THE 1967 CORRESPONDENCE between Hannah Arendt and Theodor W. Adorno followed Walter Benjamin’s death by nearly 30 years. The acrimony that grew between Arendt and Adorno during the intervening decades is present in these letters. Who had the right, ethically and intellectually, to edit and publish Benjamin’s work?
While he lived, Benjamin was remarkably focused on preserving his legacy. Perhaps he knew, intuitively, that his thinking was powerful enough to attract future interlocutors and interpreters — that, like the works he described in “The Task of the Translator,” it would achieve “fame” in the form of countless future translations and interpretations.
Publication of Benjamin’s work while he lived was uncertain and scattered. During the 1920s and 1930s, Benjamin, impoverished, without a stable existence, repeatedly fought to ensure the survival of his writing. Typically, this took the form of sending handwritten copies or typescripts to his friends: Gershom Scholem, Hannah Arendt, Georges Bataille, and Gretel and Theodor Adorno, among others. After his death, Benjamin’s legacy was gradually reassembled by these friends. His correspondence partners, the interlocutors he engaged with on theoretical, philosophical, and aesthetic questions, as well as personal matters, each had a stake in his legacy. And they did not agree on very much at all.
It is well known that Benjamin kept his friends separate from each other. Brecht and Scholem could never have agreed over the continuing resonances and value of an inherited messianic theology; Arendt and Adorno differed over a whole range of issues beginning with their estimation of Martin Heidegger and what Adorno derided as his “jargon of authenticity.” Despite the achingly difficult political decisions faced by public intellectuals in that period — communism, the nature of the fascist threat, Zionism and world war, to name a few — the differences among all these thinkers were ultimately less over their outward political stances than over the intellectual content — and of course also ultimately the political implications — of their thought.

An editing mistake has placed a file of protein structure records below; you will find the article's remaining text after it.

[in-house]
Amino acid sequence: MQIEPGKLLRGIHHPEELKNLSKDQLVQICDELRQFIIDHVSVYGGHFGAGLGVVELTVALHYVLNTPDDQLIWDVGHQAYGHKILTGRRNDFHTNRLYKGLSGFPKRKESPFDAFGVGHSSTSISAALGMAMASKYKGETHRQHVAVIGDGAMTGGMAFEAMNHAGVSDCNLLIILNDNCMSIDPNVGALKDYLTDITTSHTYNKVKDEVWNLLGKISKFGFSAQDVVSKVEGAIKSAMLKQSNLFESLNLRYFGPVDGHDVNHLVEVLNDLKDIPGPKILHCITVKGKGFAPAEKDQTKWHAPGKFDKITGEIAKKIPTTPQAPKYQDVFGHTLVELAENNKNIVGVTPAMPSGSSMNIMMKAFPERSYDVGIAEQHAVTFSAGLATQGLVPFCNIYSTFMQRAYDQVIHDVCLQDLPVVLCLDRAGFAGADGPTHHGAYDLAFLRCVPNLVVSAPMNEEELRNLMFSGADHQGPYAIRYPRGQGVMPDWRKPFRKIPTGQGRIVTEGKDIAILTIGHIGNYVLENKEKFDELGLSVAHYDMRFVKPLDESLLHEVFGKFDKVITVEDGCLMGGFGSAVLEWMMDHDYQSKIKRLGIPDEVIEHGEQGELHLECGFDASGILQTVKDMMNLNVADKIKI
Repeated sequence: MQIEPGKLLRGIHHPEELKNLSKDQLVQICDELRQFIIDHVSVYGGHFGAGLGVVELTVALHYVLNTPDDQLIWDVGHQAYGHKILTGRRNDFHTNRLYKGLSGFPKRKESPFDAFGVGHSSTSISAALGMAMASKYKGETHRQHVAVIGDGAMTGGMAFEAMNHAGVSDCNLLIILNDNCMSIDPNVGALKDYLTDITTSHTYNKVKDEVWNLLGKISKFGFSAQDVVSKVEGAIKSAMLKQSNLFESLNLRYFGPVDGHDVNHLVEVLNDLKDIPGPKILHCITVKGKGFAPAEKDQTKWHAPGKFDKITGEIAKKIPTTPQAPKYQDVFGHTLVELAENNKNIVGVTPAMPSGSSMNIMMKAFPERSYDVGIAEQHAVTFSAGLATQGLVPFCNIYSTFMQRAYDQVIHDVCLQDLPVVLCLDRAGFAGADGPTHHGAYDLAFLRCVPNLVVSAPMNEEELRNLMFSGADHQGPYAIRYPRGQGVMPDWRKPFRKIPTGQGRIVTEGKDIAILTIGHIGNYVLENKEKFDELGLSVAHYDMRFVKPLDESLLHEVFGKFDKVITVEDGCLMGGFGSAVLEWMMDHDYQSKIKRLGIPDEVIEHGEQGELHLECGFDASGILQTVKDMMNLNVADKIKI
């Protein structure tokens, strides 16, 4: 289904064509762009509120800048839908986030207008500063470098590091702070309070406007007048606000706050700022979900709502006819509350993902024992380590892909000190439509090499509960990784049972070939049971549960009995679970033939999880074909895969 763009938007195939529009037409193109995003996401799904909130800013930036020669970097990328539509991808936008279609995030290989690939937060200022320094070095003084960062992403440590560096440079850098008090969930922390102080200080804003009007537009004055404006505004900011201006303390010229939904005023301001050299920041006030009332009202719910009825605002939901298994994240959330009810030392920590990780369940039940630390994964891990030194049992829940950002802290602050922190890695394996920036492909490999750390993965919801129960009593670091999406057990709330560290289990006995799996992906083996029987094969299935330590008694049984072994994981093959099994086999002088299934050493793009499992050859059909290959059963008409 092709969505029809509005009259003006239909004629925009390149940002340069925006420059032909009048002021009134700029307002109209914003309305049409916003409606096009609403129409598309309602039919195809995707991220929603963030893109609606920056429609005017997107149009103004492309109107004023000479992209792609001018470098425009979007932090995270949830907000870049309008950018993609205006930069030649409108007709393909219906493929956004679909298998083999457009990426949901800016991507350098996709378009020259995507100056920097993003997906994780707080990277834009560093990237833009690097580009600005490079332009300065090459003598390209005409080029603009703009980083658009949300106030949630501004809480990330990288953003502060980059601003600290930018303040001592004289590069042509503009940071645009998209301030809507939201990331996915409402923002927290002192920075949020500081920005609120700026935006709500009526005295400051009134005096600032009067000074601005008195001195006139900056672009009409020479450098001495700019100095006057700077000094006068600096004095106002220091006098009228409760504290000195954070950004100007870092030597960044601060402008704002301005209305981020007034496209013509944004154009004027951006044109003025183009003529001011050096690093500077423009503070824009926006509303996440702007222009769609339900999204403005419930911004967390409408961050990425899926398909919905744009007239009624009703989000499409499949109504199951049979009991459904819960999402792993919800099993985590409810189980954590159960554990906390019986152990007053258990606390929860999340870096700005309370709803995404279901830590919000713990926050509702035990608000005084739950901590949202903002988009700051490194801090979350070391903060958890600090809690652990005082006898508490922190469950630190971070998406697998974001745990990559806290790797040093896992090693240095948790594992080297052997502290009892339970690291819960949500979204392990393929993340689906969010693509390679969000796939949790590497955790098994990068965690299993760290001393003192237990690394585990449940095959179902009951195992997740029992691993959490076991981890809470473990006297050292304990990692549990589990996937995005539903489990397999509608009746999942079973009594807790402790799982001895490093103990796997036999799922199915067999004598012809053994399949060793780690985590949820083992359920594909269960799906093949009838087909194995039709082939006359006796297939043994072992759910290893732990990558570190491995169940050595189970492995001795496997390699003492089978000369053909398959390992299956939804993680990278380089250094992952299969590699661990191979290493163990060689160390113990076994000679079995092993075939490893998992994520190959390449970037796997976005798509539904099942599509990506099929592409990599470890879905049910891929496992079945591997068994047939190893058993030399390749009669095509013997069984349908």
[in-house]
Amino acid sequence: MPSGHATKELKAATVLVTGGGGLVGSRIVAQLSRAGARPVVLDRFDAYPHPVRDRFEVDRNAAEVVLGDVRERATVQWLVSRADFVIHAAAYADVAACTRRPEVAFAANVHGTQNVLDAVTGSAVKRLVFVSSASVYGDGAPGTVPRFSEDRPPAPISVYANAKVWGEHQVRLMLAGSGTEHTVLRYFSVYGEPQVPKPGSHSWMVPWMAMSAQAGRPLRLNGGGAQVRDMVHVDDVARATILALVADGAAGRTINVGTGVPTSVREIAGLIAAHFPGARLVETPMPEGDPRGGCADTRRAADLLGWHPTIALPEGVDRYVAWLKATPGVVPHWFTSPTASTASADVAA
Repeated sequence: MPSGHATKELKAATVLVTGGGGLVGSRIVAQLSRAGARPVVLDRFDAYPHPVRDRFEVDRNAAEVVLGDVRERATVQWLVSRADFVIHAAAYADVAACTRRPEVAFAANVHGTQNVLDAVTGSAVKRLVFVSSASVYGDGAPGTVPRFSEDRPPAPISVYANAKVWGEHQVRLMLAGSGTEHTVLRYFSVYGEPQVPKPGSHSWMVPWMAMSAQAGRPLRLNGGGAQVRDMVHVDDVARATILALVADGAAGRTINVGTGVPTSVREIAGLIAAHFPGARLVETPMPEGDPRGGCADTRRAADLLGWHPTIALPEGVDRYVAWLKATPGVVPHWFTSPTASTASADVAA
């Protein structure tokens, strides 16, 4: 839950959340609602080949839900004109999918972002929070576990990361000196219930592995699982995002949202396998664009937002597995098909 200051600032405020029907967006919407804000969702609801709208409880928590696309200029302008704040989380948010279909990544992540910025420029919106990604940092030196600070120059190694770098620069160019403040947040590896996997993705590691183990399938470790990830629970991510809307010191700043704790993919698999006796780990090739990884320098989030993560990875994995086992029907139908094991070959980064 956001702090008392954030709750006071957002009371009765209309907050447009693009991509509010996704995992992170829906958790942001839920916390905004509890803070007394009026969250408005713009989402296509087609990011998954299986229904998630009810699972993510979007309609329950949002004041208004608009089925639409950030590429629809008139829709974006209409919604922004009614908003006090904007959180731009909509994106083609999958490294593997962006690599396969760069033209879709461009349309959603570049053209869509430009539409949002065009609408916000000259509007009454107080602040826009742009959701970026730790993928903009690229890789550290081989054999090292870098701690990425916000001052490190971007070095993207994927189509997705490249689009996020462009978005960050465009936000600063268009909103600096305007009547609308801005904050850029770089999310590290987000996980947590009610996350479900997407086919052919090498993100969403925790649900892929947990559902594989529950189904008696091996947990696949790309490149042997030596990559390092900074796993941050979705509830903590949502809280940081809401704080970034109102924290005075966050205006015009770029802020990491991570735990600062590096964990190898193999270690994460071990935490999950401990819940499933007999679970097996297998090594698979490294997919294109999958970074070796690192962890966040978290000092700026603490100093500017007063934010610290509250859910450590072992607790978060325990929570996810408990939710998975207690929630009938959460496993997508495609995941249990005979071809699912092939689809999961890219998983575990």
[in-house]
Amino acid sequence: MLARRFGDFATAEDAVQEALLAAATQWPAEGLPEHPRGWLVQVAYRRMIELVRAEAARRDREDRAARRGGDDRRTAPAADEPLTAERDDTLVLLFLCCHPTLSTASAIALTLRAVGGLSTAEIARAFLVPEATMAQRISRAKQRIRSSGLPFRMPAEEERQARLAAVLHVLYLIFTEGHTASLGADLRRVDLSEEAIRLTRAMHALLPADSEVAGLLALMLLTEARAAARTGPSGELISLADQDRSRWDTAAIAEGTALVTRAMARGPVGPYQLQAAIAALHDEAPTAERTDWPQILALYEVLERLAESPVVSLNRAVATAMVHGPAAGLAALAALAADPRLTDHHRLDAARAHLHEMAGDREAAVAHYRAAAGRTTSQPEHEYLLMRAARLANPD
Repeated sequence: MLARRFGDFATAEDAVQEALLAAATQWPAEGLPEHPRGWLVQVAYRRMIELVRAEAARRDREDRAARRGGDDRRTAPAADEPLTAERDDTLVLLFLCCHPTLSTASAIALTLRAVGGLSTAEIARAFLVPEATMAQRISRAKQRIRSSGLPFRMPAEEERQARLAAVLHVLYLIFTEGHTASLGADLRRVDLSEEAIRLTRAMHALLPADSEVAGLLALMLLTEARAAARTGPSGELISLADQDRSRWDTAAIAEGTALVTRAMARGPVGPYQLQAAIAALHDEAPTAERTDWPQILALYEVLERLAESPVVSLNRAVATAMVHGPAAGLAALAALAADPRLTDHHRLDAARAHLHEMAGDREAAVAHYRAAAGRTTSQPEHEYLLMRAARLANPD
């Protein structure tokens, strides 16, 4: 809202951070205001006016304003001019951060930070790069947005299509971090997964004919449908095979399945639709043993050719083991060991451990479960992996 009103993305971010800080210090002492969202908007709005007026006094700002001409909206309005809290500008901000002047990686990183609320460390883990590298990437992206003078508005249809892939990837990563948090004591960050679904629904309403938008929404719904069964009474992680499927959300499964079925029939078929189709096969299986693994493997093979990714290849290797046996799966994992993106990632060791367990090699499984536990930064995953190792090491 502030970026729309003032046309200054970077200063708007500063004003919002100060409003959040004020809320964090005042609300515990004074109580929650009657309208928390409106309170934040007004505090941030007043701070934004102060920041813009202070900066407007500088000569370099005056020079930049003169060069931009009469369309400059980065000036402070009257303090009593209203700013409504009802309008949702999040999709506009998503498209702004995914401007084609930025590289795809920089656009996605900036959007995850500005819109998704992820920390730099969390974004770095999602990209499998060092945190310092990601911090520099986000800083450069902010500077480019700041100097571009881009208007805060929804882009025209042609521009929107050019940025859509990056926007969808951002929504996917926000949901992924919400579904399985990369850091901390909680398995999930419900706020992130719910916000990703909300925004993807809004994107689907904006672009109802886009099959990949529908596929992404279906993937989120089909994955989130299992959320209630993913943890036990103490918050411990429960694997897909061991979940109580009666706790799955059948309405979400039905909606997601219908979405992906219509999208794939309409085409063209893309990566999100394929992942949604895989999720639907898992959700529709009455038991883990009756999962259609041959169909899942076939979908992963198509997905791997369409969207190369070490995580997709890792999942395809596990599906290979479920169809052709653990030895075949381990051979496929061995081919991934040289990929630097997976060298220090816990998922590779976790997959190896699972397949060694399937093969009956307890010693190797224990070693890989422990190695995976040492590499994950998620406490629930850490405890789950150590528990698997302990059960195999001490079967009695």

The six letters exchanged by Arendt and Adorno during the three-month period between January 30 and May 2, 1967, and translated by us below, give a vivid picture of the fight over Benjamin’s legacy, as the two sought influence and control over the publication of their friend’s philosophical and literary estate, along with the right to pride of place when it came to interpreting and overseeing the works it contained — most especially his final work and intellectual testament: the “Theses on the Philosophy of History.”
January 30, 1967
Dear Mr. Adorno,
I’m about to edit a selection of Benjamin’s writings for America. You will recall that in 1941, in New York, I gave you the manuscript “Theses on the Philosophy of History,” which Benjamin had given me shortly before his death, and which you or the institute returned to me after transcription or photocopying. I noticed now that your reprint in the “Writings” as well as in the mimeograph publication of the Institute from 1942 shows some not insignificant modifications. Almost all of these variants can be explained as necessary editorial interventions, but there is a passage in the VIIth thesis that does not exist in my manuscript.  I would like to know whether you had access to another manuscript for the text — possibly the “typescript” mentioned by [Rolf] Tiedemann — and whether you can date it. The Manuscripts can be dated, because a number of them were written on wrappers in which newspapers were sent, whose postmarks are still decipherable.
Many thanks in advance and the best regards,
February 3, 1967
Dear Mrs. Arendt,
Thank you very much for your letter.
There were a number of copies of Benjamin’s “Theses on the Philosophy of History” that came to me from many different places, and with the best of my ability today, after more than 25 years, I can no longer say what served as the basis for publication. The first publication, if I am not much mistaken, was in the mimeographed volume “In Memory of Walter Benjamin,” which Horkheimer and I published in a very limited edition in 1942. Of course we have not made changes in the text; where deviations exist, there are variants between the different versions. The typescripts available to us here are no longer to be dated. Insofar as my wife, in whose custody these things are, could determine, these are the following readings:
VII. Thesis, p. 497: 2. Typescript different motto: “We need history, but we need it differently from the way a spoiled idler in the garden of knowledge needs it.”
Line 4/5 Print: historical materialism, Manuscript: historical dialectics.
Line 2 from the bottom. Print: historical materialist, Manuscript: historical dialectician.
P. 498, line 5. Print: materialist, Manuscript: dialectician
Line 3 from the bottom. Print Materialist Manuscript: Dialectician.